The real issues in our pension system

 

Sir, – During the general election campaign, the raising of the pension age to 67 next year emerged as an important issue, as your editorial confirmed (“Pensions – avoiding the issue is not an option”, April 30th).

Among other reasons, many people are angry because they are being forced on to unemployment benefit or means-tested assistance before they get the pension to which they are entitled after decades of work.

Far from avoiding the pensions problem, the Stop67 campaign ensured that it was an issue during the campaign and its significance was reflected in the unexpected outcome of the election.

It is widely acknowledged that the proposal to increase the pension age was ill-thought out and indifferent to the social impact it is causing. There was no national consultation or effective parliamentary debate on the issue. The only body to study the impact of increasing the pension age – the Joint Oireachtas Committee on Social Protection – unanimously recommended in 2017 that the increase be suspended. This was endorsed by TDs and Senators from all political parties, including Fine Gael and Fianna Fáil.

The arguments justifying the pension age increase tend to be selective and lacking context. For example, on current trends, the old-age dependency ratio will more than double up to 2050. What is rarely mentioned is that national output per worker will more than treble. It is rarely mentioned that by 2050 and beyond, Ireland will still be spending less on pensions as a proportion of national income than most EU countries spend today.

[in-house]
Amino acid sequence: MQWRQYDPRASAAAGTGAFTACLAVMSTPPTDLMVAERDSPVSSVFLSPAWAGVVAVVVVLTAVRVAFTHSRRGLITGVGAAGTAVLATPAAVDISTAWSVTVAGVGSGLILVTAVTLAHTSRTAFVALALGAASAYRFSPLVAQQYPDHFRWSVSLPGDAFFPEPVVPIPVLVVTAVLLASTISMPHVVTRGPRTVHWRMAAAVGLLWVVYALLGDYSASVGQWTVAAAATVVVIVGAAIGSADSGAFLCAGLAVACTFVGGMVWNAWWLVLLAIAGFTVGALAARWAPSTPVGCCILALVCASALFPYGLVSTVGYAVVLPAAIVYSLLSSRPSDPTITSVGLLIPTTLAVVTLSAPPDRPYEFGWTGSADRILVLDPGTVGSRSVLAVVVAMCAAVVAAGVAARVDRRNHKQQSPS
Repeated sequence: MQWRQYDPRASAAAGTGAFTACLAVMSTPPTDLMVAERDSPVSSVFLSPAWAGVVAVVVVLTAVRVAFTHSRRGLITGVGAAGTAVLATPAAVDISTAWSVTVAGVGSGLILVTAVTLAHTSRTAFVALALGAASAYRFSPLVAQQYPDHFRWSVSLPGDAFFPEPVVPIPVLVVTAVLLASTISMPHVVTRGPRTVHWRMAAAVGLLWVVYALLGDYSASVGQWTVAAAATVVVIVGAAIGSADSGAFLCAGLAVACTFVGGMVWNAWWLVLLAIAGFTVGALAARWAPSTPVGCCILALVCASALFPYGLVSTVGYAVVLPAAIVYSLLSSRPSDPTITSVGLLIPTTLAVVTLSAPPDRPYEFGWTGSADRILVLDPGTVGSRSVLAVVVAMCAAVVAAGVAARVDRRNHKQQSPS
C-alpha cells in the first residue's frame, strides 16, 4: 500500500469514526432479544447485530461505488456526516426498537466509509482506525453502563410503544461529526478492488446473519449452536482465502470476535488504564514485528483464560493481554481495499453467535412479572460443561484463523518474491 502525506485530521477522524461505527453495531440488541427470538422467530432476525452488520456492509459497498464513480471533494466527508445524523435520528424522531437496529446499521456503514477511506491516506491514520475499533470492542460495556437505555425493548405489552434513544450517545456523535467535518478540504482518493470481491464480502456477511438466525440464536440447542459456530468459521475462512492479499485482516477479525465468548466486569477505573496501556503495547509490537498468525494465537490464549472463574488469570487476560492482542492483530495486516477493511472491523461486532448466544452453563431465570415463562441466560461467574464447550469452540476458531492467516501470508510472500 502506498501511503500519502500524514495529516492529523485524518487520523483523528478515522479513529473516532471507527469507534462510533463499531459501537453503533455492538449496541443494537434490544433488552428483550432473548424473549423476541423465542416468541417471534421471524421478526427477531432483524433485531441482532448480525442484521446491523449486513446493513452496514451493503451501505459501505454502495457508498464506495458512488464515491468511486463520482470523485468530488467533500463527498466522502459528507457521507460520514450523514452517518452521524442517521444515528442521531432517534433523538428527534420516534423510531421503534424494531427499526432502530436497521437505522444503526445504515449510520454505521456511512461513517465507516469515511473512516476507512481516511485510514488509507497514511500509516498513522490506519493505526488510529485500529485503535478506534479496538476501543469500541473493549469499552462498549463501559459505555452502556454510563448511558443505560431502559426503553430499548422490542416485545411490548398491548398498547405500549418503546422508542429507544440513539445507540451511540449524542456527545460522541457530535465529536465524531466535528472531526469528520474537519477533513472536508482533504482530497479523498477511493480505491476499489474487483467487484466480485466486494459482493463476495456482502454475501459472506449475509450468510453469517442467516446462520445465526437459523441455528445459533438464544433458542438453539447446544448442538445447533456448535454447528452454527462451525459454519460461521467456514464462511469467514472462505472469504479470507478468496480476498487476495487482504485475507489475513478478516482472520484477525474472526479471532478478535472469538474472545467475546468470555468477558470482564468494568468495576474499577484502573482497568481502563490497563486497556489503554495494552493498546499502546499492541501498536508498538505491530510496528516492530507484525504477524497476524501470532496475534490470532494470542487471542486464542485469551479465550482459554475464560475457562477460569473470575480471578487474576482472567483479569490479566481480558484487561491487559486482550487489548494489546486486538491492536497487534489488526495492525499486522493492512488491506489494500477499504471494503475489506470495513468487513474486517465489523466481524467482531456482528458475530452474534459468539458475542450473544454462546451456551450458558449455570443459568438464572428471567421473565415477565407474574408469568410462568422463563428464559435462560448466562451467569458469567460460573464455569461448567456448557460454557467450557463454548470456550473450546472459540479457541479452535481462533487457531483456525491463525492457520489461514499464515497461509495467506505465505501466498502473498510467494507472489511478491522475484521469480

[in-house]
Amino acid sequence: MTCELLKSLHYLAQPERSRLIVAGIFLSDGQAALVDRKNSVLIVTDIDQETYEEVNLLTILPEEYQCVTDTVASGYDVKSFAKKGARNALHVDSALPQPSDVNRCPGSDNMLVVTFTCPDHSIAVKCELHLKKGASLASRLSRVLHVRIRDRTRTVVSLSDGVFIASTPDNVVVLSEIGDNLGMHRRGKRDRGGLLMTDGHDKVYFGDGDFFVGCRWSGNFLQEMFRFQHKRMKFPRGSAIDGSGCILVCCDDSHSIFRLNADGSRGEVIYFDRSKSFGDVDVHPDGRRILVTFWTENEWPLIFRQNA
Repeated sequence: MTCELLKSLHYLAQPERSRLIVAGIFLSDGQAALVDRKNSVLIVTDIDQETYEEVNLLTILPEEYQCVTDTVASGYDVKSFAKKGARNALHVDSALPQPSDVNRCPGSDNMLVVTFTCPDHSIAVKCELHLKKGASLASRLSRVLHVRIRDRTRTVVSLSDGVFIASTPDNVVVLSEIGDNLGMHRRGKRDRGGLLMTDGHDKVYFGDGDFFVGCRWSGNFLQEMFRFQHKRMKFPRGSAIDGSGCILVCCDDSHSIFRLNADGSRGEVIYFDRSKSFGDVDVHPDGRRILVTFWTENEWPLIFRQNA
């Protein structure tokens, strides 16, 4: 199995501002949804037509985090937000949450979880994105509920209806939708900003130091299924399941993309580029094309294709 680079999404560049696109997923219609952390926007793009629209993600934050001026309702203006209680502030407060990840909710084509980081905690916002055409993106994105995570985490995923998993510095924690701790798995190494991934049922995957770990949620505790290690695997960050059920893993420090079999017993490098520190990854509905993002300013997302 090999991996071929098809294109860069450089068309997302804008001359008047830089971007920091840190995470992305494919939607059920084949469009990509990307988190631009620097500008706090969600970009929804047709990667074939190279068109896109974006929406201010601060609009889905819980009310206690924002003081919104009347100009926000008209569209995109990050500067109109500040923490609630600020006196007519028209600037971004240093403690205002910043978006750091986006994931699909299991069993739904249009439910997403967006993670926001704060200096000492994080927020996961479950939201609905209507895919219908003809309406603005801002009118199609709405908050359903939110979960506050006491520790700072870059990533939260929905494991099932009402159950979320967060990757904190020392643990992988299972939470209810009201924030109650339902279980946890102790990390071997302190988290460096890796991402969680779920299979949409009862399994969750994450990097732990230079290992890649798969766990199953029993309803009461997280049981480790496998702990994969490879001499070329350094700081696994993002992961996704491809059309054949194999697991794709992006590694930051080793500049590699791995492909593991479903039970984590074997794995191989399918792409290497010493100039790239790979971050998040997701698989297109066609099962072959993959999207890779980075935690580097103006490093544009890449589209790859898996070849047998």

We already have one of the highest pension ages in the EU even though we have the youngest population. It is projected that by mid-century our pension age will still be above the EU average while we will continue to have the youngest population.

We need coherent, evidence-based policy, not a litany of assertions. That is why the Stop67 campaign, comprising Siptu, the National Women’s Council of Ireland, Age Action, and Active Retirement, has called on the incoming government to stop the pension age increase.

We have also called for a stakeholders’ forum made up of representatives of government, trade unions, employers and civil society to agree policy on the State pension, on pension age and age discrimination, living standards in retirement and a sustainable funding model.

Otherwise we risk economically inefficient and socially unsustainable policies that avoid the real issues in our pension system.

Anything less would also ignore the votes of so many people who opposed the increase in the pension age to 67 next year. – Yours, etc,

JOE CUNNINGHAM,

General Secretary, Siptu;

ORLA O’CONNOR,

National Women’s Council;

PADDY CONNOLLY,

Age Action;

MAUREEN KAVANAGH,

Active Retirement,

Dublin 7.